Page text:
Rabbits are known as prolific breeders, a survival trait which has made them one of the most common species of wild animal living in Scotland.

Whilst their domestic counterparts need a regulated environment to protect against heat exhaustion or hypothermia, wild rabbits don’t have this problem. Rabbits have adapted to living in many habitats around the world, from deserts to the tundra!

The busiest times of day for rabbits are dusk and dawn when they venture out to find food. The low light allows them to hide from predators.

Wild rabbits are usually brown but occasionally a genetic mutation can lead to a range of coat colours and markings.


Where do rabbits live?

Wild rabbits can be found almost anywhere from more rural settings like woods, forests, meadows, grasslands and wetlands to urban areas such as towns, parks and gardens.

They are very social creatures and live in large groups called colonies. Rabbits make their home by burrowing underground to create a complicated network of tunnels and chambers where they rest, sleep and nest. They have multiple entrances and exits for quick escape.


That’s wild

Rabbit warrens can be as deep as three metres underground!




What do rabbits eat?

Rabbits are herbivores meaning they enjoy a plant-based diet of grasses, crops and vegetables. They are opportunistic feeders and will also eat fruits, seeds, roots, buds, and tree bark.

To aid digestion, rabbits eat their food twice. After eating, they produce soft droppings called caecotrophs with a high nutritional value so rabbits eat these then produce hard, pellet-like droppings.


When are baby rabbits born?

Rabbits are known for their insatiable reproductive habits for good reason. Does (females) and bucks (males) reach maturity at around three months old and can have three or four litters each year, typically between January and August.

Gestation only takes around 30 days and each pregnancy produces three to eight babies, called kittens or kits. It is estimated that only 10% of kits will reach adulthood.

Baby rabbits are born in the warren and the mother rabbit will create a nest for her young. Mother rabbits are very protective as the kits are born completely helpless, naked and blind. After four to five weeks, kits can take care of themselves and will start breeding a few months later.


Baby Rabbits

Common problems


Sick or injured rabbits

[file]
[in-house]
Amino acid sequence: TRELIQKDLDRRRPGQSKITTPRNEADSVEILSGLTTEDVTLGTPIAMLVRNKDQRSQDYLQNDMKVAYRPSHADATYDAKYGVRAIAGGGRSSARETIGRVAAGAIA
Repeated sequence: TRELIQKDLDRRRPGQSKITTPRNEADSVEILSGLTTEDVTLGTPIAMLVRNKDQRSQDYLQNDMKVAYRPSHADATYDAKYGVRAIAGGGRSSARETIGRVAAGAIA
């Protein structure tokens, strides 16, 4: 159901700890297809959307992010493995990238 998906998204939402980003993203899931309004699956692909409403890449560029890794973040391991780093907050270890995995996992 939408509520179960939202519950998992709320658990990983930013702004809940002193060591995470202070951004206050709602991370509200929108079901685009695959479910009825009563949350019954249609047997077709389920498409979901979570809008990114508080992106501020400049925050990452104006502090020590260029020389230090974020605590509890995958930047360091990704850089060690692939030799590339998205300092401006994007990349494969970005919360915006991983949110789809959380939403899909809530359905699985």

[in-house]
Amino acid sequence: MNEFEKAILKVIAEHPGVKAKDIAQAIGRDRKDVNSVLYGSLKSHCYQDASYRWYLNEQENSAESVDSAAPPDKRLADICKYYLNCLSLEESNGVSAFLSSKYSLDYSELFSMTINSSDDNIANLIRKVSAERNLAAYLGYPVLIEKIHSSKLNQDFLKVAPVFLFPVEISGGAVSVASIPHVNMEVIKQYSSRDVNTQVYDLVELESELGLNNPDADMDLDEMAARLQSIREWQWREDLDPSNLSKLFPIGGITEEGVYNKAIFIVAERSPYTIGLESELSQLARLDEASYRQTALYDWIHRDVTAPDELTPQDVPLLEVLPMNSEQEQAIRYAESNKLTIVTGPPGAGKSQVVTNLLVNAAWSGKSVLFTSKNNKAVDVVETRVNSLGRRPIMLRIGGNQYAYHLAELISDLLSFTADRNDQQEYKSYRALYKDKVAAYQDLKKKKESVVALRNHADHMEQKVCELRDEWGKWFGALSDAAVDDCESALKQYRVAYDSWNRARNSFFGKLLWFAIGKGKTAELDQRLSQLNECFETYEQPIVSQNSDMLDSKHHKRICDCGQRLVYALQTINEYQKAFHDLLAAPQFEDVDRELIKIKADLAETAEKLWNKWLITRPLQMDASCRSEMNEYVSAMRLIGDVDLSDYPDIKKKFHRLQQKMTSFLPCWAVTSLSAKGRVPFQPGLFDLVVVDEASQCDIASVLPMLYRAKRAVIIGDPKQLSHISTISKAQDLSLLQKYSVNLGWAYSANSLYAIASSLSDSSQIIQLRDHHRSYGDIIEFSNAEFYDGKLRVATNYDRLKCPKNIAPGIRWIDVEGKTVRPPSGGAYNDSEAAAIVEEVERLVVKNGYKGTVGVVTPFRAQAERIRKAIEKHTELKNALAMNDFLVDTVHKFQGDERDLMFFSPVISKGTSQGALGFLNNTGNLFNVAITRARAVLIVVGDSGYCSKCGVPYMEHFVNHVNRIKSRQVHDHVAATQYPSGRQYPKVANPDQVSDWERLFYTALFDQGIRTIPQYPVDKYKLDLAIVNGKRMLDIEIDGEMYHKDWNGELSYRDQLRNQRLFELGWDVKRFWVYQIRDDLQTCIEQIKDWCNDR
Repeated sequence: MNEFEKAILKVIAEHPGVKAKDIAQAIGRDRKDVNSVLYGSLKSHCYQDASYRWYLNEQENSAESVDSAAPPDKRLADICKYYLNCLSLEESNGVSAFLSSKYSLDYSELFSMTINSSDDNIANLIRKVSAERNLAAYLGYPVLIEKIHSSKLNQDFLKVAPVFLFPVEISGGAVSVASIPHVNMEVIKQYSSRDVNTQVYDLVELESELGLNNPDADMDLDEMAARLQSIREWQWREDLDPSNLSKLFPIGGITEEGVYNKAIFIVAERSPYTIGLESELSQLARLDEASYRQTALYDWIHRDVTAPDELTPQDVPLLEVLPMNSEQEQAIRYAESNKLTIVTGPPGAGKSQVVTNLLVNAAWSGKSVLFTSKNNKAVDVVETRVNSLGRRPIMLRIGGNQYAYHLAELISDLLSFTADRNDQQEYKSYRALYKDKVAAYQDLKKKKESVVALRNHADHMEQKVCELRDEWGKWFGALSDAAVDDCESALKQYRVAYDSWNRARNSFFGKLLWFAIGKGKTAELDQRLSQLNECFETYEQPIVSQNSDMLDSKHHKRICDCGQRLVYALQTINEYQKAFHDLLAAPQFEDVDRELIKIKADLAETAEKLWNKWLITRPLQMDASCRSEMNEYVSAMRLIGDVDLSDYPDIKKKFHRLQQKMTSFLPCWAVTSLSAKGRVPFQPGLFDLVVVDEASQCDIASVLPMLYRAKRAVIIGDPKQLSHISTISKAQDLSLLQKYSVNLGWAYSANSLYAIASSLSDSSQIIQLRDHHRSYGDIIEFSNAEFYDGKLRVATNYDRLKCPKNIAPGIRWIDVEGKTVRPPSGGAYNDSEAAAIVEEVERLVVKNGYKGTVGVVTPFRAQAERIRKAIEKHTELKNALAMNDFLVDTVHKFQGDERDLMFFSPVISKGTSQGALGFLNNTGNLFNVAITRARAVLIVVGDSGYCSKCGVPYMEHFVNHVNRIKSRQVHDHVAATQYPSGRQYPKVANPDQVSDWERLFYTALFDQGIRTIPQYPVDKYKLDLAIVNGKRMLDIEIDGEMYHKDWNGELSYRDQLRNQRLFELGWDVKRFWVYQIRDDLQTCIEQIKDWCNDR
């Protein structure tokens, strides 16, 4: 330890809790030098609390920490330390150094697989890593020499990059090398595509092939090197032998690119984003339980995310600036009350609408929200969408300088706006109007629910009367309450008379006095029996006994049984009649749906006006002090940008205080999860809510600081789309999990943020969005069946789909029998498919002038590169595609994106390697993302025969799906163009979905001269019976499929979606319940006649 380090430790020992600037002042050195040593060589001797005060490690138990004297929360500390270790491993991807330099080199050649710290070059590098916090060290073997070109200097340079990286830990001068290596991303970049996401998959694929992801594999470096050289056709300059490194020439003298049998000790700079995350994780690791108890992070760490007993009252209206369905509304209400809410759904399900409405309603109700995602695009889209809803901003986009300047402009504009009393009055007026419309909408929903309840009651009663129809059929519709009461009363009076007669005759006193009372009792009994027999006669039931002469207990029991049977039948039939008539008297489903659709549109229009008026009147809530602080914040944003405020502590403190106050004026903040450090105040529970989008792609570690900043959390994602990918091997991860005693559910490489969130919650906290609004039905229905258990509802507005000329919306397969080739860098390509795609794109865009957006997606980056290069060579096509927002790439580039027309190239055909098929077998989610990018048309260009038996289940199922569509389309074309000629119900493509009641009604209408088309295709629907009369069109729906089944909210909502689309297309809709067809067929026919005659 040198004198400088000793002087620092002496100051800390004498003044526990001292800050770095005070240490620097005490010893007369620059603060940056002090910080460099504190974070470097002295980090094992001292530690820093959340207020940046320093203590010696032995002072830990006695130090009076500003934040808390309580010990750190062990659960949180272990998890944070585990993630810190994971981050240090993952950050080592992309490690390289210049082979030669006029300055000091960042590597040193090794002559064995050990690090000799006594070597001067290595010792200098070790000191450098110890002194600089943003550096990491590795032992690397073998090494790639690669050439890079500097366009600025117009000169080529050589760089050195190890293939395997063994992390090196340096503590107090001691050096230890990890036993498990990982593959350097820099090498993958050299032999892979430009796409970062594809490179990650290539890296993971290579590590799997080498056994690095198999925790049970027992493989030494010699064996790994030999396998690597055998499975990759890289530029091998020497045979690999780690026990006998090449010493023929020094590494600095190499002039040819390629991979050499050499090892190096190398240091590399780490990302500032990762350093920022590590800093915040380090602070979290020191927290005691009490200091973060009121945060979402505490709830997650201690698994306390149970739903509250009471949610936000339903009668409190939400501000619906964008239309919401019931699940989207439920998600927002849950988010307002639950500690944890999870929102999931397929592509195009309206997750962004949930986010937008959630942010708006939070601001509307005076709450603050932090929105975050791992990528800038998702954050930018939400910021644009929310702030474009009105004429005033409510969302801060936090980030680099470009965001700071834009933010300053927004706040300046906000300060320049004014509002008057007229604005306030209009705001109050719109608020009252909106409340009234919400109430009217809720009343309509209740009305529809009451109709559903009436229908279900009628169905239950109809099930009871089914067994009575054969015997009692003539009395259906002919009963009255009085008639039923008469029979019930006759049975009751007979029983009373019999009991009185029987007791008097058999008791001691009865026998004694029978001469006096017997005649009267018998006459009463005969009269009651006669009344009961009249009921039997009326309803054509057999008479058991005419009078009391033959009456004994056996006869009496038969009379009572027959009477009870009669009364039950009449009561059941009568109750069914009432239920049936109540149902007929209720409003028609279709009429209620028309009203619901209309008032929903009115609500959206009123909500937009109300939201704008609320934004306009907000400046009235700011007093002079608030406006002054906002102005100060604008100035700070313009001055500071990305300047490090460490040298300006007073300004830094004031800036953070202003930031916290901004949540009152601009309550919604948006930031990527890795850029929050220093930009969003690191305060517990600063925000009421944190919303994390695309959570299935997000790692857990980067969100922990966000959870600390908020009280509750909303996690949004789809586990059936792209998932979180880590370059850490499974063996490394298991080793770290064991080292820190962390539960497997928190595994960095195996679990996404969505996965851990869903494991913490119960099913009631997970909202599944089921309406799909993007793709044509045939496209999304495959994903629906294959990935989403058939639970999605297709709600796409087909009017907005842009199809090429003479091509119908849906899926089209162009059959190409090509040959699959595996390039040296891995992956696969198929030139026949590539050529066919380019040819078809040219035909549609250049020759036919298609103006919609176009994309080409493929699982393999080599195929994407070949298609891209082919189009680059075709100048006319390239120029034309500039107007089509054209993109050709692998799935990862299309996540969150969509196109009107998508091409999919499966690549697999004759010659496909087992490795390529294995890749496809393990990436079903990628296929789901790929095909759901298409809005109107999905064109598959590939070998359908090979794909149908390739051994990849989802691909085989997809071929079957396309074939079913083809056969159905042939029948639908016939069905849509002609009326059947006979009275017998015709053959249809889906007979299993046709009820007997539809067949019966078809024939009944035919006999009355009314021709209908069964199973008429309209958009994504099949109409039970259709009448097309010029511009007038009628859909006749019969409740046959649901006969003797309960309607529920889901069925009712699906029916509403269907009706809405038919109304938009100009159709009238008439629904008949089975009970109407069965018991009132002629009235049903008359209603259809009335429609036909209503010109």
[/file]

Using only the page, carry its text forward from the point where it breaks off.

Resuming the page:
Rabbits face a host of challenges from both nature and human activity. They can also carry a number of diseases, the most well-known being myxomatosis, a highly contagious and incurable disease. If you can see signs of injury or illness, please place a box over them and contact our helpline on 03000 999 999.

Signs to look out for include:
• Obvious injuries.
• Caught and injured by another animal.
• Lethargic or not moving.
• Tangled in litter.
• Surrounded by flies.
• Swelling, redness and/or ulcers.
• Discharge from the nose and/or eyes.
• Blindness.
• Breathing problems.

Any rabbit suffering from myxomatosis will be put to sleep to prevent further suffering.



Rabbits are under constant threat from predators such as cats, owls, other birds of prey and humans. Their long legs and ability to run for long periods at high speeds help them evade predators.


Lone baby rabbits

Baby rabbits should never be above ground. If you come across a kit or group of baby rabbits with no fur and closed eyes, and you are sure they are not leverets, place a box over them and call our helpline immediately on 03000 999 999. Our helpline team may advise you to lift the baby rabbits into the box and place them near a radiator to keep them warm.

Please be aware that baby hares (leverets) are often mistaken for baby rabbits and are brought into our care when they don’t actually need our help. Unless they are obviously ill or injured, baby hares should be left alone so they can be raised in the wild.

The key differences to be aware of between hares and rabbits are:

  • Hares are born fully furred, able to see and are capable of movement.
  • Hares are generally larger with longer hind legs and ears and have characteristic black markings.
  • Hares are born and live above ground.



Traps and snares

It is not illegal to use lethal methods of pest control to cull rabbits for the purposes of preventing damage to crops or property. Legal traps and snares will have an identification tag attached. To find out more about the rules around the use of snares and traps, click here.